2005 Volume 21 Issue 12 Pages 1529-1531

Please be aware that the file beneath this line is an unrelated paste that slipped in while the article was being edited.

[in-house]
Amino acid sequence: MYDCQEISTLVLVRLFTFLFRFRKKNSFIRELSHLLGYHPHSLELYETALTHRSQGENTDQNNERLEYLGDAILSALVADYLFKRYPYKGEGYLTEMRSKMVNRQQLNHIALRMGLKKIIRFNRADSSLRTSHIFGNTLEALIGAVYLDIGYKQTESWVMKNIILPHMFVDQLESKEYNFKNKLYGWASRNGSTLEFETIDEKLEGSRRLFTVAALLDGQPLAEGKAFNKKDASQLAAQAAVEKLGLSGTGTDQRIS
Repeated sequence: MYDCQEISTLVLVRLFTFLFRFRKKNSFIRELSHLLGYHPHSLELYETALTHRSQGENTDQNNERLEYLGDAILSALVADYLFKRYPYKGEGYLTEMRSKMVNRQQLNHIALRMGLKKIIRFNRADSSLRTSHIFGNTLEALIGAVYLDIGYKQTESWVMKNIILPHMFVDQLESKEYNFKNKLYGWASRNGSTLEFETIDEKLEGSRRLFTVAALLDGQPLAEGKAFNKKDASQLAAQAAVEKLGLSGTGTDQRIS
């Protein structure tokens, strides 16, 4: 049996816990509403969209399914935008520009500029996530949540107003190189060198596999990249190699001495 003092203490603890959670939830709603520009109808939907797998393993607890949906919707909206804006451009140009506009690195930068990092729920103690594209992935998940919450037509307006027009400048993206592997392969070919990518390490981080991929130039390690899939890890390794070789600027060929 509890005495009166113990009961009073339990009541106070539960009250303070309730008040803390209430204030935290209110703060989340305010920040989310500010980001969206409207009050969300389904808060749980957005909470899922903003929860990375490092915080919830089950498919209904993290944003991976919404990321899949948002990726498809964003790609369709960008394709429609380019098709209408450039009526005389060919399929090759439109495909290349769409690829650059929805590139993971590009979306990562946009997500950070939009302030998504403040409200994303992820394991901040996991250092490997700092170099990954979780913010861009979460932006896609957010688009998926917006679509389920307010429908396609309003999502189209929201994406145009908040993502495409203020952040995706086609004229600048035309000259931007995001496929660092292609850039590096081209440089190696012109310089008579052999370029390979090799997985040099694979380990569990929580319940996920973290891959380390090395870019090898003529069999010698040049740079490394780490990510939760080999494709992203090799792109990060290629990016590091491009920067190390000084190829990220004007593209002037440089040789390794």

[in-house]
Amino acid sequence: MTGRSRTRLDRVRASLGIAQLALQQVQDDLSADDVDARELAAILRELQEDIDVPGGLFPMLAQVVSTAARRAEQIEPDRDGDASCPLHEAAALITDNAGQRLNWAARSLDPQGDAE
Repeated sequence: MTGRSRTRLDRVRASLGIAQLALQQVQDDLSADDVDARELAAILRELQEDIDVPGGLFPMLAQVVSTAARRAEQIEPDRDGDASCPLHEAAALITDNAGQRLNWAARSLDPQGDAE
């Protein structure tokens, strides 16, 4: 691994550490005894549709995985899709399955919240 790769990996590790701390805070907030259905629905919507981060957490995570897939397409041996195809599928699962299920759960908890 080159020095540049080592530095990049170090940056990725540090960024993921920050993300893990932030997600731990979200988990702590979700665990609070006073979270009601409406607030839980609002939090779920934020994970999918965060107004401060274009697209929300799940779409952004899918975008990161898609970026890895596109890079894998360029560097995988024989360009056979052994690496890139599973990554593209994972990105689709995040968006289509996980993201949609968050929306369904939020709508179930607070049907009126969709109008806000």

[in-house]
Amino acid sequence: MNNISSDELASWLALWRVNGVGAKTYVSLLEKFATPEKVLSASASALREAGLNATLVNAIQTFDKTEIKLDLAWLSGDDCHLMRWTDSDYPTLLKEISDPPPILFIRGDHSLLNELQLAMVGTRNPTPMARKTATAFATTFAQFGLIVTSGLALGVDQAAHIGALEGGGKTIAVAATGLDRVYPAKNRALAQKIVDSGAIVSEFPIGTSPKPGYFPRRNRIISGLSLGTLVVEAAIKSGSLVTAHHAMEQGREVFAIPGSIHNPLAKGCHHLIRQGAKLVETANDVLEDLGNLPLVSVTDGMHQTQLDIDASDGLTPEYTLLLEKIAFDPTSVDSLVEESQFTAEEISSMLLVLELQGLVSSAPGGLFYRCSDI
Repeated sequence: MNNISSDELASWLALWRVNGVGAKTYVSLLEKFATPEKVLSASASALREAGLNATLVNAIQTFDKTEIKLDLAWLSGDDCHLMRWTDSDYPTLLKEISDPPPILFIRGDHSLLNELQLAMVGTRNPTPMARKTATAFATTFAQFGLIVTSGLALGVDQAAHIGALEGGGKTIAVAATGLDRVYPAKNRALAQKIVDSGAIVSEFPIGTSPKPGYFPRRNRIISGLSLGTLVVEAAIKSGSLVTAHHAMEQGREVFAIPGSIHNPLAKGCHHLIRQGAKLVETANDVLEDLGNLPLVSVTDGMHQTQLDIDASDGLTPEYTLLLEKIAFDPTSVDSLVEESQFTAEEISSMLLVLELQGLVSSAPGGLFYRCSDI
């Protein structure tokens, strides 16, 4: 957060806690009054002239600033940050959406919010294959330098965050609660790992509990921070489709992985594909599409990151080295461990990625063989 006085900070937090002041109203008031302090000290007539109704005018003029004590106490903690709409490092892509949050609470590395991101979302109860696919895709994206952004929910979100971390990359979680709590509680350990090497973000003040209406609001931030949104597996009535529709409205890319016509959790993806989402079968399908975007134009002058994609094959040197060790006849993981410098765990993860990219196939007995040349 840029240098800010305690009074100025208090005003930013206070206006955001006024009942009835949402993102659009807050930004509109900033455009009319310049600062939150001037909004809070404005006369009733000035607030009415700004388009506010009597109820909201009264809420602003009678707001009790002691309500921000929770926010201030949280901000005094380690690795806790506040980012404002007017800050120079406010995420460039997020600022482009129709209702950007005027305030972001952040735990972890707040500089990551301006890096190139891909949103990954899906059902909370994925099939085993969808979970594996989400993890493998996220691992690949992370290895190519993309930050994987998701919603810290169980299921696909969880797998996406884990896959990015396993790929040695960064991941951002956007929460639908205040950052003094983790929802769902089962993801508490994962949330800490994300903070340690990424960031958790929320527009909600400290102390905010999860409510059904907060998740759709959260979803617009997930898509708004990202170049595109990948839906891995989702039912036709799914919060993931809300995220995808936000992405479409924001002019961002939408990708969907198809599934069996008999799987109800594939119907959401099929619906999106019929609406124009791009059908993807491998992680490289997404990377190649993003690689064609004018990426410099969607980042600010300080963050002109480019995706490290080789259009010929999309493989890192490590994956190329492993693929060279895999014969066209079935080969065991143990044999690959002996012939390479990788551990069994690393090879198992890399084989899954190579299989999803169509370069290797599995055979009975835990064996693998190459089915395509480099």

The influence of a phospholipid, dipalmitoyl phosphatidylcholine, layer at a nitrobenzene|water interface on the transfer of tetraethylammonium ion and a polyammonium anti-fungus agent, poly[(dimethylimino)(2-oxo-1,2-ethanediyl)imino-1,6-hexanediylimino(1-oxo-1,2-ethanediyl)(dimethylimino)-1,6-hexanediyl] ion, across the interface was studied by normal pulse voltammetry. When the phospholipid was adsorbed to form a monolayer at the nitrobenzene|water interface by its addition to the organic phase, the half-wave potential in the current vs. potential curves for the transfer of tetraethylammonium ion did not change, but the limiting current was significantly decreased at certain sampling times, indicating a retarding effect of the layer on the ion-transfer. On the other hand, in the current vs. potential curves for the transfer of the polyammonium ion, no significant change in either the half-wave potential or the limiting current was observed upon adding the phospholipid, indicating that the polyammonium ion can easily permeate through the phospholipid layer. The results suggest a new application of the voltammetric technique to the study of cell membrane permeability to polyionic bioactive compounds.